I could easily set the z value here, but I decided I’ll just set it in the shader. I may revisit this at a later date and see if it saves much. I know it would save 1 texture load per vertex. I just don’t know if it will really matter.

// Create a vertex buffer
int arrSize = height * width;

Vertex *vertices = new Vertex[arrSize];
for (int y = 0; y < height; ++y) {
	for (int x = 0; x < width; ++x) {
		vertices[y * width + x].position = XMFLOAT3((float)x, (float)y, 0.0f);

Loading the vertex buffer to the GPU is pretty much the same as loading the height map texture was last week, so we’ll just look at the new bits.

int buffSize = sizeof(Vertex) * arrSize;

GFX->CreateCommittedBuffer(mpVertexBuffer, mpUploadVB, &CD3DX12_RESOURCE_DESC::Buffer(buffSize));
mpVertexBuffer->SetName(L"Vertex buffer heap");
mpUploadVB->SetName(L"Vertex buffer upload heap");

vertexData.pData = vertices;
vertexData.RowPitch = buffSize;
vertexData.SlicePitch = buffSize;
UpdateSubresources(cmdList, mpVertexBuffer, mpUploadVB, 0, 0, 1, &vertexData);

// create the vertex buffer view
mVBV.BufferLocation = mpVertexBuffer->GetGPUVirtualAddress();
mVBV.StrideInBytes = sizeof(Vertex);
mVBV.SizeInBytes = buffSize;

There’s not much to say about this. We don’t need to define a texture at all. We just say how many bytes we need to store our vertices in. Then we schedule the copy. Creating a view is simple and will be used later to tell the GPU to use this vertex buffer.
Creating an index buffer is identical to the vertex buffer, except in the building of the array of indices, itself. That’s a little tricky. I decided to go with Triangle Strips. The MSDN documentation has a nice page on primitive topology that demonstrates the order you need to place your indices in.
Our strips will run right-to-left along the x-axis. You’ll notice in the image that we actually start on the second row of the grid and then go up. I did this to match my triangle wrapping to that found on the MSDN page linked above for a triangle strip.
Once we get to the end of the strip, we can’t just end the strip and start another one. We can only pass one long strip to the GPU, so we’ll make some degenerate triangles to get back to the start. A degenerate triangle is a triangle with an area of zero.
The degenerate triangles will get us back to the start of the next strip and we can repeat the process until we’ve created the entire grid.

int stripSize = width * 2;
int numStrips = height - 1;
arrSize = stripSize * numStrips + (numStrips - 1) * 4; // degenerate triangles

UINT* indices = new UINT[arrSize];
int i = 0;
for (int s = 0; s < numStrips; ++s) {
	int m = 0;
	for (int n = 0; n < width; ++n) {
		m = n + s * width;
		indices[i++] = m + width;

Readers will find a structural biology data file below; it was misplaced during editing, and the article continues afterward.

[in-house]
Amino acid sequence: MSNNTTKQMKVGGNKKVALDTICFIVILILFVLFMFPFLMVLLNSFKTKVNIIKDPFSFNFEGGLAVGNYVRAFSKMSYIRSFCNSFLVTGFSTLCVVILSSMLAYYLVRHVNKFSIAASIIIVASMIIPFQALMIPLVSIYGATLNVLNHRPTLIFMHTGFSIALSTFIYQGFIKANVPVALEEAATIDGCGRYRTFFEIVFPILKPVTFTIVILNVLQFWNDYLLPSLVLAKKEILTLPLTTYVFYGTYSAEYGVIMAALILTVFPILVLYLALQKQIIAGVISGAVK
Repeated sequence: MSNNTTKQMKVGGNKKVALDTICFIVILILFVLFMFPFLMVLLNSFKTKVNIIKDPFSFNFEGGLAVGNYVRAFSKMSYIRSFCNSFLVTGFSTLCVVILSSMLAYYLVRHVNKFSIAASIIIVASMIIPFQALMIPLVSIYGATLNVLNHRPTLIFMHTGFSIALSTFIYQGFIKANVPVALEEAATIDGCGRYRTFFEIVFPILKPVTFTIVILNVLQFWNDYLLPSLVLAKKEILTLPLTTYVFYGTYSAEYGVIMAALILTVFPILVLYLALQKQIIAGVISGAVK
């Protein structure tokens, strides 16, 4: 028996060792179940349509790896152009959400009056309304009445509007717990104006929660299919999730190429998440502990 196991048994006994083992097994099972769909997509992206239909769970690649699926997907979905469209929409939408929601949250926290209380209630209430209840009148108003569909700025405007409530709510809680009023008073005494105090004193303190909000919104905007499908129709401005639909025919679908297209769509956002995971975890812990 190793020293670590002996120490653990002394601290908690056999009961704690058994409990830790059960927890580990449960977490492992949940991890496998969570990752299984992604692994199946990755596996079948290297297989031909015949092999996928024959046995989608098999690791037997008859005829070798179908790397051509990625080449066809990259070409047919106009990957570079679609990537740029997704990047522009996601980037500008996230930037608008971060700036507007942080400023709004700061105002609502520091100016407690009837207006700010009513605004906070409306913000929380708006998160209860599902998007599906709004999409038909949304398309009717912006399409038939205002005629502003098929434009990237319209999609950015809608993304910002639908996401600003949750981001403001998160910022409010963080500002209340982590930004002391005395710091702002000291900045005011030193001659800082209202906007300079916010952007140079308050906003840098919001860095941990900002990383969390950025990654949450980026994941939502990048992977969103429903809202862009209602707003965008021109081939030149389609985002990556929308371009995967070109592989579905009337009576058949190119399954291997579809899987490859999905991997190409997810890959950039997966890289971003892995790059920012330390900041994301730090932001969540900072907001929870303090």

indices[i++] = m;
	if (s < numStrips - 1) { // create indices for degenerate triangles to get us back to the start.
		indices[i++] = m;
		indices[i++] = m - width + 1;
		indices[i++] = m - width + 1;
		indices[i++] = m - width + 1;

This page has a slightly different method which would shave a few indices off of my implementation and is probably a little simpler to follow. Where I go top-down, he goes bottom-up, so he doesn’t need to start on the second row and backtrack. He also alternates building his strips left-to-right, and then right-to-left. This eliminates a couple of indices from each pass as he requires fewer degenerate triangles.
I haven’t updated my code yet, but I likely will at some point.
I’m not going to bother posting the code for actually creating the index buffer. As I said above, it is identical to creating the vertex buffer, except you use D3D12_RESOURCE_STATE_INDEX_BUFFER in place of D3D12_RESOURCE_STATE_VERTEX_AND_CONSTANT_BUFFER.

Getting the new data to the GPU

Technically, we’ve already loaded the vertex buffer and index buffer onto the GPU, but we still need to load the view/projection matrix from the camera onto the GPU, and we need to rewrite our root signature and pipeline state object to support the new data.
For the view/projection matrix, we will create a constant buffer. We’re also going to include the height and width of the height map in the buffer, because why not? Maybe it’ll be useful.
Since constant buffers and shader resources can be referenced by the same descriptor heap, we’re going to reuse the SRV heap we created for the height map texture.

// create the SRV heap that points at the heightmap and CBV.
srvHeapDesc.NumDescriptors = 2;
GFX->CreateDescriptorHeap(&srvHeapDesc, mpSRVHeap);
mpSRVHeap->SetName(L"CBV/SRV Heap");

mSRVDescSize = GFX->GetDescriptorHandleIncrementSize(D3D12_DESCRIPTOR_HEAP_TYPE_CBV_SRV_UAV);

The only change from the 2D version is that here we are saying there are 2 descriptors in the heap instead of just one. Interestingly, I can say there are 2 here, but leave everything else the same and the 2D code still works. It just doesn’t define the second descriptor. Since the shaders don’t attempt to reference it, we’re all good.
We also grab the size of the descriptor handle that our device uses. Different devices can use different sizes and we’ll need it to define where the constant buffer’s reference is relative to that of the texture.

Once we’ve made room in our descriptor heap, we can create our constant buffer. While we’re technically passing in static data, normally the view/projection matrix (and potentially other information) would need to be updated pretty much every frame. So, unlike the other buffers we’ve created to date, this one will reside solely in an upload buffer. We won’t create a default buffer at all for it.

// create a constant buffer to contain shader values
void Terrain::CreateConstantBuffer(Graphics *GFX) {
	D3D12_DESCRIPTOR_HEAP_DESC heapDesc = {};
	CD3DX12_RANGE readRange(0, 0); // we won't be reading from this resource
	UINT64 buffSize = sizeof(ConstantBuffer);

	// Create an upload buffer for the CBV
	GFX->CreateBuffer(mpCBV, &CD3DX12_RESOURCE_DESC::Buffer(buffSize));